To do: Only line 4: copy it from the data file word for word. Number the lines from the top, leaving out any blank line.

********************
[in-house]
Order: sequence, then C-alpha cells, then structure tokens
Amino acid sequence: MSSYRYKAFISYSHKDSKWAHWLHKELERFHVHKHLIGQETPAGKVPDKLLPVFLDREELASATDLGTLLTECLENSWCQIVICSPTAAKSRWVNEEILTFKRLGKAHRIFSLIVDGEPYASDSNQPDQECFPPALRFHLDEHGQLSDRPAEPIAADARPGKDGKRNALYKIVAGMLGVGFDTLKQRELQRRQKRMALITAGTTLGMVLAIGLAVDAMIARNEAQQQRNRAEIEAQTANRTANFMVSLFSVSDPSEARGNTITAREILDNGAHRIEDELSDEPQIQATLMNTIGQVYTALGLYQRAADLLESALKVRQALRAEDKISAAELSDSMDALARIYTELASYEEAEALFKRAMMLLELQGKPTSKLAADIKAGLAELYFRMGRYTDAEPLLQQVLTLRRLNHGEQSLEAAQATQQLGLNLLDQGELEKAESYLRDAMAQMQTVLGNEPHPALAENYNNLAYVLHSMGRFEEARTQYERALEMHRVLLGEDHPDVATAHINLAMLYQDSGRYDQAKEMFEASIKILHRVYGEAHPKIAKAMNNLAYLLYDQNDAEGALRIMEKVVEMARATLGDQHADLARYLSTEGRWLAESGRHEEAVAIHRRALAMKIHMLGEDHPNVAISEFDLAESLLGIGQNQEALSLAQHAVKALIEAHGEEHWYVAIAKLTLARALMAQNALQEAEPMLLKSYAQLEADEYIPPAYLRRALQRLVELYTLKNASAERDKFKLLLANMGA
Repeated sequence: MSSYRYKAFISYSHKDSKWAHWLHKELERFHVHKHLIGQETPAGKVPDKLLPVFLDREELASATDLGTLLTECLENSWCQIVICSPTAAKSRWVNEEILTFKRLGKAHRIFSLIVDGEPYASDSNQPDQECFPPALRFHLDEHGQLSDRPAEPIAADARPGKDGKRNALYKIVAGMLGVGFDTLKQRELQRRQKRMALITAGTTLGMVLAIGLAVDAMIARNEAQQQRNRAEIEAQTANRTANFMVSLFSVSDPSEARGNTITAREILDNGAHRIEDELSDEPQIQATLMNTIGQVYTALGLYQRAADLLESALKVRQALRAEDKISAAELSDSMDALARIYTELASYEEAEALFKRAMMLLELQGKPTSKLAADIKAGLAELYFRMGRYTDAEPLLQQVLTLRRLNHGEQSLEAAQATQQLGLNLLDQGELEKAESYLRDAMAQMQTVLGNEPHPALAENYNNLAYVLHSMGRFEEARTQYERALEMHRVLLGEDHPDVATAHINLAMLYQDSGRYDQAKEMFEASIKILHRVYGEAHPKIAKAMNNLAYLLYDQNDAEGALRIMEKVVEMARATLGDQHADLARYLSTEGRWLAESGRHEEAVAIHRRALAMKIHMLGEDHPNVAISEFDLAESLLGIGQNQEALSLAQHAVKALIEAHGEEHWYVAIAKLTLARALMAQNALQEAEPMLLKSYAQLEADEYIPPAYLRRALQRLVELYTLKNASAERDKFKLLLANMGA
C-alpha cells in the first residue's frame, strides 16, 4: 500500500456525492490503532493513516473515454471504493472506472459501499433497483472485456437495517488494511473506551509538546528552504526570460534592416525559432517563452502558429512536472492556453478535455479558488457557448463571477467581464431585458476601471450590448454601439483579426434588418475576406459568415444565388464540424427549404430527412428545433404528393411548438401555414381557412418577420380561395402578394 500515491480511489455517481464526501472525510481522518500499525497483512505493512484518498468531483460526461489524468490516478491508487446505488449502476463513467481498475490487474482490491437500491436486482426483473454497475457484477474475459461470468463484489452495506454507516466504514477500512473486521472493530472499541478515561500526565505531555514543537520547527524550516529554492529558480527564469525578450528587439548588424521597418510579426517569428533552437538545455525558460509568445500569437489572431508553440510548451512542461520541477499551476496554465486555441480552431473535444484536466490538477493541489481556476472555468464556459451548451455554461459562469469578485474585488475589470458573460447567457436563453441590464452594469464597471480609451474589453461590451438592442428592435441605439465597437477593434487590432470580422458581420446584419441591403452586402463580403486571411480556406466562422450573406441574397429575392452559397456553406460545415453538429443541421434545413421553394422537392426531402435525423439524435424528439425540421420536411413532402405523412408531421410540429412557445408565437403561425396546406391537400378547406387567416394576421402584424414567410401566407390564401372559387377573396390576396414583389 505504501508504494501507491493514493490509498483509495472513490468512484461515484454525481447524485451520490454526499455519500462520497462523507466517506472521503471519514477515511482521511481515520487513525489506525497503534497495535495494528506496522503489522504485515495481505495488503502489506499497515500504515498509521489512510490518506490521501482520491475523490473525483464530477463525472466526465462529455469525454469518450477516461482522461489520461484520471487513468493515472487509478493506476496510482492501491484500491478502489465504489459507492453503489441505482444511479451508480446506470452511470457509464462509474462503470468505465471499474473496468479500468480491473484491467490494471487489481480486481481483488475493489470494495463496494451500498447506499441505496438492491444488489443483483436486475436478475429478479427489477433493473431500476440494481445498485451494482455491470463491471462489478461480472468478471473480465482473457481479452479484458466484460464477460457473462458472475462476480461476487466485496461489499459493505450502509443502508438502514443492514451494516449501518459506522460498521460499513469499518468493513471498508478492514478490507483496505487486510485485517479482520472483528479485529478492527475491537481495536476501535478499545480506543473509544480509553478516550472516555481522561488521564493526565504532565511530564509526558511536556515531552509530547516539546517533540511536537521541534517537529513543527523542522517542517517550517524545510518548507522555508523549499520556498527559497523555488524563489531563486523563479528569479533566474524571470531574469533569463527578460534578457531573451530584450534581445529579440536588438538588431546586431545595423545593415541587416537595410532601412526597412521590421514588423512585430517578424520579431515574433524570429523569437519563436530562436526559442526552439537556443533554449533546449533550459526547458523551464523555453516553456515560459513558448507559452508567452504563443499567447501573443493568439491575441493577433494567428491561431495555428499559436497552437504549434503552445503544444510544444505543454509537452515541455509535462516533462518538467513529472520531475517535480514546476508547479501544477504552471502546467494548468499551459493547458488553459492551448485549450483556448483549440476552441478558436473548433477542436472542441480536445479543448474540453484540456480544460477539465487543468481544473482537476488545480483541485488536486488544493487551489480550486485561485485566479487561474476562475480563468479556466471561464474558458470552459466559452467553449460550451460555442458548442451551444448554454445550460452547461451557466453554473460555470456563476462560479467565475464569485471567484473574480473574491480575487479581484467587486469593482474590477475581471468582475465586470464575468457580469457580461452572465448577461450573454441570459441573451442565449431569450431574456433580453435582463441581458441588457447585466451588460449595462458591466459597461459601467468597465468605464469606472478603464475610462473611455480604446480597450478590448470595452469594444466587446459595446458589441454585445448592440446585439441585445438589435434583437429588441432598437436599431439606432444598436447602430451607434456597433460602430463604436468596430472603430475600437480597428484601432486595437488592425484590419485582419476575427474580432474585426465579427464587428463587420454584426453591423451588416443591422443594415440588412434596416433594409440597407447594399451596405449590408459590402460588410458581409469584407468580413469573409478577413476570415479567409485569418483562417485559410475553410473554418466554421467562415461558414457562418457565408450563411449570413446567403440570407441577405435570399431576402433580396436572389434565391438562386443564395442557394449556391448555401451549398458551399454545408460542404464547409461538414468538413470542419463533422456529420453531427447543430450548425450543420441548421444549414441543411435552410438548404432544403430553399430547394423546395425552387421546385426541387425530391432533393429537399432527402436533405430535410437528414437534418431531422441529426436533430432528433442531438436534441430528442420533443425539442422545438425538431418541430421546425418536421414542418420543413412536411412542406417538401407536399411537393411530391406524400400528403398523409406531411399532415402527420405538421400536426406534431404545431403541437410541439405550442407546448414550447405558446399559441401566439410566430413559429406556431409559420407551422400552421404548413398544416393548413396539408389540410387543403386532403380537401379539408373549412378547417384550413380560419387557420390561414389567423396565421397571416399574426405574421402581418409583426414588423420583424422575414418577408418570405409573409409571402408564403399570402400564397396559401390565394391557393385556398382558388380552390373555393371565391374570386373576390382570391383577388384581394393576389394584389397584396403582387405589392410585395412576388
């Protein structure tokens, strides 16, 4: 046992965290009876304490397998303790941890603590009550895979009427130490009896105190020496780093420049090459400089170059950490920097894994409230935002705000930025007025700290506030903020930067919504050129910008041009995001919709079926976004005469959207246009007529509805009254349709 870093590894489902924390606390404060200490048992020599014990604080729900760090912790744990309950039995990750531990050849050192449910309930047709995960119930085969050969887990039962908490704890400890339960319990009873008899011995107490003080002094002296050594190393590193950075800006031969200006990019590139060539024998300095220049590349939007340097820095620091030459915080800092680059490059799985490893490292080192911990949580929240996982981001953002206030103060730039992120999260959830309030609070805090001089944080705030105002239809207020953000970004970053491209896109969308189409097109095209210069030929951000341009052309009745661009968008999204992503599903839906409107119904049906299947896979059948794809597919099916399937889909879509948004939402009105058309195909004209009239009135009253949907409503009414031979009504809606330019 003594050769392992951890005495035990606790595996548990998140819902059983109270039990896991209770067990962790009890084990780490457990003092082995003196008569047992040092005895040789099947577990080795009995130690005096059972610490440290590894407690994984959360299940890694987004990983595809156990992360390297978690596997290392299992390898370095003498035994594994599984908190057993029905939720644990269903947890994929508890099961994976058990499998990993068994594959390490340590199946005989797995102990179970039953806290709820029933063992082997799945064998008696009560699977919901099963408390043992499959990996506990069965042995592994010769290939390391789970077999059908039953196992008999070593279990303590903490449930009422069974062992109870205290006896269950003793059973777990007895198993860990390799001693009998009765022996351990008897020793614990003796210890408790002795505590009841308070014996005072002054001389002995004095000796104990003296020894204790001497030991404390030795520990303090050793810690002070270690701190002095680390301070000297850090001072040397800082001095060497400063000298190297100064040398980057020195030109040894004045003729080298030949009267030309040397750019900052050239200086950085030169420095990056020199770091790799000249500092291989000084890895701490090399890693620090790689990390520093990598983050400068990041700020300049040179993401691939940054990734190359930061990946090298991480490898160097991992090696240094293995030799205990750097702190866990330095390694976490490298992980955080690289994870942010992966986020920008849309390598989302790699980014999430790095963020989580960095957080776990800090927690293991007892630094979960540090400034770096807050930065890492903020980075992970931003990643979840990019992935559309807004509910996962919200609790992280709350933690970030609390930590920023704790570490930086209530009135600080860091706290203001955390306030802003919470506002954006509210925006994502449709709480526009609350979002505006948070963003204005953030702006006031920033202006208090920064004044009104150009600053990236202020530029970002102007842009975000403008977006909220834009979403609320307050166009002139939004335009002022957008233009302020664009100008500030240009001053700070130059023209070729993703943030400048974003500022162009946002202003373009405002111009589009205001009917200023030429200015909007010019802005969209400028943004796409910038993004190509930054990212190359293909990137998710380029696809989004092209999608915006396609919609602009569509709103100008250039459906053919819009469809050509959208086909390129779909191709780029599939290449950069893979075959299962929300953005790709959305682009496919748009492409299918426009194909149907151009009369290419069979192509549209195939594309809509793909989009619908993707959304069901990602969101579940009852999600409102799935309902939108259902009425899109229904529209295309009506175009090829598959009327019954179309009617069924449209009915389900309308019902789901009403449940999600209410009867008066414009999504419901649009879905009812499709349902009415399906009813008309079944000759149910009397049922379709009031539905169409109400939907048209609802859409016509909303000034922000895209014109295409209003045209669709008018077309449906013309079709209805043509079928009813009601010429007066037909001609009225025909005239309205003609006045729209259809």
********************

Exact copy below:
Repeated sequence: MSSYRYKAFISYSHKDSKWAHWLHKELERFHVHKHLIGQETPAGKVPDKLLPVFLDREELASATDLGTLLTECLENSWCQIVICSPTAAKSRWVNEEILTFKRLGKAHRIFSLIVDGEPYASDSNQPDQECFPPALRFHLDEHGQLSDRPAEPIAADARPGKDGKRNALYKIVAGMLGVGFDTLKQRELQRRQKRMALITAGTTLGMVLAIGLAVDAMIARNEAQQQRNRAEIEAQTANRTANFMVSLFSVSDPSEARGNTITAREILDNGAHRIEDELSDEPQIQATLMNTIGQVYTALGLYQRAADLLESALKVRQALRAEDKISAAELSDSMDALARIYTELASYEEAEALFKRAMMLLELQGKPTSKLAADIKAGLAELYFRMGRYTDAEPLLQQVLTLRRLNHGEQSLEAAQATQQLGLNLLDQGELEKAESYLRDAMAQMQTVLGNEPHPALAENYNNLAYVLHSMGRFEEARTQYERALEMHRVLLGEDHPDVATAHINLAMLYQDSGRYDQAKEMFEASIKILHRVYGEAHPKIAKAMNNLAYLLYDQNDAEGALRIMEKVVEMARATLGDQHADLARYLSTEGRWLAESGRHEEAVAIHRRALAMKIHMLGEDHPNVAISEFDLAESLLGIGQNQEALSLAQHAVKALIEAHGEEHWYVAIAKLTLARALMAQNALQEAEPMLLKSYAQLEADEYIPPAYLRRALQRLVELYTLKNASAERDKFKLLLANMGA